Research Document - 2007/088
Recovery Potential Assessment for West Coast Transient Killer Whales Using Coastal Waters of British Columbia
By J.K.B. Ford, G.M. Ellis, and J.W. Durban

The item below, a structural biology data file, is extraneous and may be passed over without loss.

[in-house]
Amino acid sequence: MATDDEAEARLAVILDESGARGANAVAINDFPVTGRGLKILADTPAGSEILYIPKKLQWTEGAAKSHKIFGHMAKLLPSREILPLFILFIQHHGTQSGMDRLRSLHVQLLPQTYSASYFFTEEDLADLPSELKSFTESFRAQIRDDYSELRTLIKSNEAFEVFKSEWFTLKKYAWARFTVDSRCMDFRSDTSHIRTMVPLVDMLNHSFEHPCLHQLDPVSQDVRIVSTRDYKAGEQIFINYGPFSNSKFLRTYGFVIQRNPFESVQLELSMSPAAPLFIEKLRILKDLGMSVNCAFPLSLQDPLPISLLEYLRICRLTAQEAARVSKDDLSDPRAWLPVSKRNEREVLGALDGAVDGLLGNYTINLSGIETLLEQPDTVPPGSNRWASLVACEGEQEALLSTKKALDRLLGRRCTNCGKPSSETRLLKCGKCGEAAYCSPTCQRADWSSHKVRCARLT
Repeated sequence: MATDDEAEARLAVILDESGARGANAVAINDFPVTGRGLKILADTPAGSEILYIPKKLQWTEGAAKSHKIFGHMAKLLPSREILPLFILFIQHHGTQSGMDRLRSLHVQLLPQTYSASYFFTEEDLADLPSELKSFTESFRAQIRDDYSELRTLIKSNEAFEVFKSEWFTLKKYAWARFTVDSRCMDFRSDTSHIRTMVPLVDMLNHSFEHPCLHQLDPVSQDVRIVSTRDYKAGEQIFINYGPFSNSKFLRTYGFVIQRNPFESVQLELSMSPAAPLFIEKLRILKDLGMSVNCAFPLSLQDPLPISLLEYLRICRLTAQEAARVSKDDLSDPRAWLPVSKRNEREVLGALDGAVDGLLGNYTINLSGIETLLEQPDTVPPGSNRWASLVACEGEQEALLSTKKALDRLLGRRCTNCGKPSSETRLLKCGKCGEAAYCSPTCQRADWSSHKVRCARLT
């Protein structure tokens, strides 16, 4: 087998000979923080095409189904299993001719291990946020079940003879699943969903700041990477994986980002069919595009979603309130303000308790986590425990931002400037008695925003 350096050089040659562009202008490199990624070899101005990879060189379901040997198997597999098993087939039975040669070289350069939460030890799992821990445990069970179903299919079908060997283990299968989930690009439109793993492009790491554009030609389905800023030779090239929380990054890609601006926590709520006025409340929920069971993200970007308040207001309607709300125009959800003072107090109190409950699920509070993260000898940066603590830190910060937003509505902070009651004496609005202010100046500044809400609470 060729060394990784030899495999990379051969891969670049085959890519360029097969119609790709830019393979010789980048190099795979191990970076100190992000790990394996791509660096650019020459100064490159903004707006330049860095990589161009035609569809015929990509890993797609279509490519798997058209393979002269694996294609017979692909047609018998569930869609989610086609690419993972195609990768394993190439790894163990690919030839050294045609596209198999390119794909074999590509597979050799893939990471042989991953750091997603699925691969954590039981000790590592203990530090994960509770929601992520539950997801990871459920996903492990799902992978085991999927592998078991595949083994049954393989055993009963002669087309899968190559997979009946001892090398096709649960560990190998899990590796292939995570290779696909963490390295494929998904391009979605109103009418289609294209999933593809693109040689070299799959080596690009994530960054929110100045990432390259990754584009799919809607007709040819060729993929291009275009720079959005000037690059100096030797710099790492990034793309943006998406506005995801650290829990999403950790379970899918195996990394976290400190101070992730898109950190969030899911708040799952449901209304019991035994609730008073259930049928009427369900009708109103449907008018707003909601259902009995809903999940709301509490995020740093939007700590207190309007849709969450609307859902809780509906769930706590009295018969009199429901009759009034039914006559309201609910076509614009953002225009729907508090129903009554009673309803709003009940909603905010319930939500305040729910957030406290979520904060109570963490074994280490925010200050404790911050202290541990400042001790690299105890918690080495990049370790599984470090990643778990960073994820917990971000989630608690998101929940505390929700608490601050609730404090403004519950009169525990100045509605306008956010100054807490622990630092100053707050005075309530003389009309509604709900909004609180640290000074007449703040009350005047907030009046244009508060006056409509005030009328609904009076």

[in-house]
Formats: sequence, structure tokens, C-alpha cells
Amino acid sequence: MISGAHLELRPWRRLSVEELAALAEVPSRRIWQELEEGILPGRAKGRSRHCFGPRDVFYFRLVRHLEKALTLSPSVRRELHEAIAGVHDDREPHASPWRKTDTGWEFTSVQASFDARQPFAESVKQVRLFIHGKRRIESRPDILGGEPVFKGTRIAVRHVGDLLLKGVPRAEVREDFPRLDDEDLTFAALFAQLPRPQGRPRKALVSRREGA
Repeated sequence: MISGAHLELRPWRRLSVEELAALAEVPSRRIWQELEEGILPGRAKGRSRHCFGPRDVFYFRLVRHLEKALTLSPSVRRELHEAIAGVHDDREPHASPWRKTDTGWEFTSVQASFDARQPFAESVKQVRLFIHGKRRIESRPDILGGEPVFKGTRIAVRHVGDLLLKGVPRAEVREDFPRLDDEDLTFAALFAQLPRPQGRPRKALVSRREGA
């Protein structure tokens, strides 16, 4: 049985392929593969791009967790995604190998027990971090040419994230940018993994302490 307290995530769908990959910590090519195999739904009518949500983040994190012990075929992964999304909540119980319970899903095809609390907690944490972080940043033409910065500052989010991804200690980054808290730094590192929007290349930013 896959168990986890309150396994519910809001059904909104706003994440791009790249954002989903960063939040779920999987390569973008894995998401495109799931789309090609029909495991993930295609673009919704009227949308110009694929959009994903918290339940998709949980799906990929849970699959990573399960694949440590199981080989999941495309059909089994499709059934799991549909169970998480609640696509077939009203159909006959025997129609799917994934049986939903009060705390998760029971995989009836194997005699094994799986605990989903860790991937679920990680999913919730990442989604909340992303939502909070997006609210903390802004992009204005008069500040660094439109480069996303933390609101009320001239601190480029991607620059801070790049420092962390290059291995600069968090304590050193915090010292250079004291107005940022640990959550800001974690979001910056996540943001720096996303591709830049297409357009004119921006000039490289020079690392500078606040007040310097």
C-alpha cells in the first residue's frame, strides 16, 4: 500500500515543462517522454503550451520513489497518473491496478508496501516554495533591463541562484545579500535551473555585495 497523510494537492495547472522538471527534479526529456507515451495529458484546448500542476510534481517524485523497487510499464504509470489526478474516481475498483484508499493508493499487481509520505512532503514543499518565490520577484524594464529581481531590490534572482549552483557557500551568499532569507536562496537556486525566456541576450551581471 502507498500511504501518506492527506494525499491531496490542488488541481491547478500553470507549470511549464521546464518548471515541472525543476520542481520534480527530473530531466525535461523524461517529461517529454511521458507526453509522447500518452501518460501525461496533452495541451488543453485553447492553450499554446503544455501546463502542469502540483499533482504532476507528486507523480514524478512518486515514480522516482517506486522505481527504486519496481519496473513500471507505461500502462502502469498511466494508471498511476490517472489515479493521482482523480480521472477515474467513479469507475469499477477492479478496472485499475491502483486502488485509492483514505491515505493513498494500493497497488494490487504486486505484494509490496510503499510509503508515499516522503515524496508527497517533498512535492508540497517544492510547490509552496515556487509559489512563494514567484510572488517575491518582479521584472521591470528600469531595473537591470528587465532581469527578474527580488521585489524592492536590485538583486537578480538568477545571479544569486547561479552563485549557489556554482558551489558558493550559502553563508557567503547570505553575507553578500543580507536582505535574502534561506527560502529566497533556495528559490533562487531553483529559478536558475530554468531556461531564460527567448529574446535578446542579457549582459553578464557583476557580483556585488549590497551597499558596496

Mammal-eating ‘transient’ killer whales off Canada’s Pacific coast are listed as Threatened under the Species-at-Risk Act. A draft Recovery Strategy for transient killer whales was prepared by DFO in 2007, but insufficient information was available to set quantitative recovery goals in that document. Here, we present a Recovery Potential Assessment for West Coast Transient (WCT) killer whales to provide a basis for on-going recovery planning for this population. For this assessment, we used an archive of photo-identifications of individual WCT whales collected during 1479 sightings between 1974 and 2006. We applied a ‘capture-recapture’ approach to the analysis of this dataset and used Bayesian statistical techniques to estimate population abundance and dynamics. These analyses indicate that the WCT population grew rapidly from the mid-1970s to mid-1990s as a result of high survival and recruitment, the latter including immigration of animals into the nearshore study area. Population growth began slowing in the mid-1990s and has continued to slow in recent years as the population approaches an equilibrium point of around 262 whales. The rapid growth of the WCT population in the mid-1970s to mid-1990s coincided with a dramatic increase in the abundance of the whales’ primary prey, harbour seals, in nearshore waters. The recent slowing of WCT population growth suggests a carrying capacity in the mid to high 200s, given the current abundance of marine mammal prey in coastal waters. A Potential Biological Removal (PBR) of 1.60 animals/year suggests that the population could sustain very little human-induced mortality without declining.
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